At an urban farm where I currently intern, there are Muslim, Christian, Hindu, agnostic, and non-religious people working alongside me. Our cosmologies are very different. Our ethics are the same: the earth is sacred and worth humans’ efforts to relate to it and serve it better. Composting is a sacred act, regardless of whether we do it because the earth is god or because the earth belongs to god(s).

Taking a Pragmatic Approach to Religion

How else could we think about religion and its diversity, if we care about forging broad interfaith or inter-Pagan movements to change the world for the better?  I would offer that one way to proceed would be pragmatism, and particularly thinking of religion in an outcomes-oriented way.

Pragmatism evaluates truth (of a belief, worldview, practice) based on its practical application.  Successes mean that truth is present, regardless of whether that truth makes sense for another person.  In this way, pragmatism offers a way forward in directly confronting what we hope religion will DO, and it acknowledges that, as humans are very diverse in their needs, backgrounds, perceptions, understandings, and so on – it is likely that there will be many truths which can even disagree with one another, so long as people find the truth useful for achieving the outcomes that are desired.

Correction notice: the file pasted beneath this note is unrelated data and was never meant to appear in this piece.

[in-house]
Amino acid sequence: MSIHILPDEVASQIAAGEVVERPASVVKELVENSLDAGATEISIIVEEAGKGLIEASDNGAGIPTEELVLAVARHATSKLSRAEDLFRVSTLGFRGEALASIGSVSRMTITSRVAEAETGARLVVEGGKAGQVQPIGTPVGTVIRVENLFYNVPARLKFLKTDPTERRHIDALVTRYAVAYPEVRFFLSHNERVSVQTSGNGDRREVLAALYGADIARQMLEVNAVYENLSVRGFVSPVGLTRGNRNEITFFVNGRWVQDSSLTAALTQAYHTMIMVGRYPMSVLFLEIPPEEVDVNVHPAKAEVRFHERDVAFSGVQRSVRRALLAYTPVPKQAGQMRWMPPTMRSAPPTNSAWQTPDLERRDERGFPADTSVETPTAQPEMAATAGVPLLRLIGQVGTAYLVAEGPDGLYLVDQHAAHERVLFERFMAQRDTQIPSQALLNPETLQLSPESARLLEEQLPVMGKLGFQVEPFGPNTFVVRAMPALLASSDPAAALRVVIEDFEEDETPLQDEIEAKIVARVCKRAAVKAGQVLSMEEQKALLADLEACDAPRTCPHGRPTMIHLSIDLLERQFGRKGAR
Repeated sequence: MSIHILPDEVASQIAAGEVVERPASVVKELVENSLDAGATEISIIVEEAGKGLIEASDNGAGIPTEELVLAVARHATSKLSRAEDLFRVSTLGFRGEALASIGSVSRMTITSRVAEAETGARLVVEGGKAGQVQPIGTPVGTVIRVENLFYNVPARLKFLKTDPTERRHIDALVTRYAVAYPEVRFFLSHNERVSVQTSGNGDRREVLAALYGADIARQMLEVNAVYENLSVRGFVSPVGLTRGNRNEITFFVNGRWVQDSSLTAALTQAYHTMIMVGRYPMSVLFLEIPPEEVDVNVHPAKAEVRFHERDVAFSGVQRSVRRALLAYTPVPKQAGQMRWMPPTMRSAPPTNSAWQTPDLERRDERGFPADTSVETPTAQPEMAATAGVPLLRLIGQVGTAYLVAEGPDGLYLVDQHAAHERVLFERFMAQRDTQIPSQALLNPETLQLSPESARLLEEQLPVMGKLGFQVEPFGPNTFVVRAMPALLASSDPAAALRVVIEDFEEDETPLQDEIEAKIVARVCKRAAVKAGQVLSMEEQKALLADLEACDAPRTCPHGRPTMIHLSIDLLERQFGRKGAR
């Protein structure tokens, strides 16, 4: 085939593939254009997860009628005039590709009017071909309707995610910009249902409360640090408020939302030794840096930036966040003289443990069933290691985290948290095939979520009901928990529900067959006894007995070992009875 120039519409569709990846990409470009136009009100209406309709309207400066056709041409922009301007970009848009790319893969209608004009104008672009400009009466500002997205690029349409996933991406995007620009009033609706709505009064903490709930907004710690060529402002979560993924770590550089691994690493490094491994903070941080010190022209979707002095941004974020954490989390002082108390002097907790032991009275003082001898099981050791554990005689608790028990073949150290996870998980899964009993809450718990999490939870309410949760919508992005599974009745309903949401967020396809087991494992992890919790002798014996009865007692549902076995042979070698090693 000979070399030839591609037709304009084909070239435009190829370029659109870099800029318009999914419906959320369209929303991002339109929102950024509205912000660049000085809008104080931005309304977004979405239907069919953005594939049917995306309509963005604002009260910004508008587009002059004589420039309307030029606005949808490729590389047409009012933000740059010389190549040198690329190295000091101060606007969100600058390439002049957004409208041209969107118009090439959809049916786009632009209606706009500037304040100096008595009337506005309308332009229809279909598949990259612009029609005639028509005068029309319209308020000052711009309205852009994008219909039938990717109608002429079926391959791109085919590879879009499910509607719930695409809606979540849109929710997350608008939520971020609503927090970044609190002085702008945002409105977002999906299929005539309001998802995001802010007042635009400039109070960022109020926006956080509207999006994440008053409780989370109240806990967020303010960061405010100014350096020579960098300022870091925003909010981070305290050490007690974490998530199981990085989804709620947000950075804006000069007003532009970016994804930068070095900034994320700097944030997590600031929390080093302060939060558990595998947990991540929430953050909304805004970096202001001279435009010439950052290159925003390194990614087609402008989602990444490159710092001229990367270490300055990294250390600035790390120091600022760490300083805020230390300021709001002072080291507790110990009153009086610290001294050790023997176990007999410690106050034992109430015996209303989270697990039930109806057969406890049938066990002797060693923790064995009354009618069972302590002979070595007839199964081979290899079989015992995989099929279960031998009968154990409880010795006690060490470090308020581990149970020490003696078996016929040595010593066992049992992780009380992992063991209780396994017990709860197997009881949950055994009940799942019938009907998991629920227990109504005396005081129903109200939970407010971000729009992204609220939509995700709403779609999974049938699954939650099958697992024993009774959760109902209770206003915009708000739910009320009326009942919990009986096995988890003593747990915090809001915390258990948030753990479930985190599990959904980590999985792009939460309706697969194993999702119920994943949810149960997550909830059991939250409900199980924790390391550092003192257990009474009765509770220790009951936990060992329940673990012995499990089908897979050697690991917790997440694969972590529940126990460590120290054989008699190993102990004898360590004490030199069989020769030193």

Outcomes-Orientation

What are those outcomes we desire?  We usually talk about the outcomes of religion, any religion, in very fuzzy and feel-good ways.  We want people to be compassionate, joyful, grateful, and peaceful.  We want them to engage, connect, even “enchant.”  This sounds nice and can be inspiring.  But it’s a bit meaningless when it comes to discernment of a truth for oneself.

What would outcomes-oriented religion look like?  Outcomes have indicators and measurements.  They’re operationalized into something that people can use as a gauge for success.  We’d have to operationalize concepts like “enchantment” – not just defining what we think it means, but how we can tell when it’s achieved or if we’ve moved closer to the goal.  What does enchantment look like?  What actions move us toward enchantment, and which do not?  We have to be especially careful of interior states – how people feel or think – because the only way we can get at this information reliably is to ask.  Our judgments of others’ feelings or thoughts are really our own perceptions, and without asking, we can’t know if we’re projecting our own assumptions onto others.  So the baseline of a pragmatic, outcomes-oriented religion is to set actionable goals with indicators that we’re making progress or that we’ve succeeded.  This is really difficult to do, but I think it’s worthwhile to consider, because it’s directly related to changes we want to see in ourselves and our world.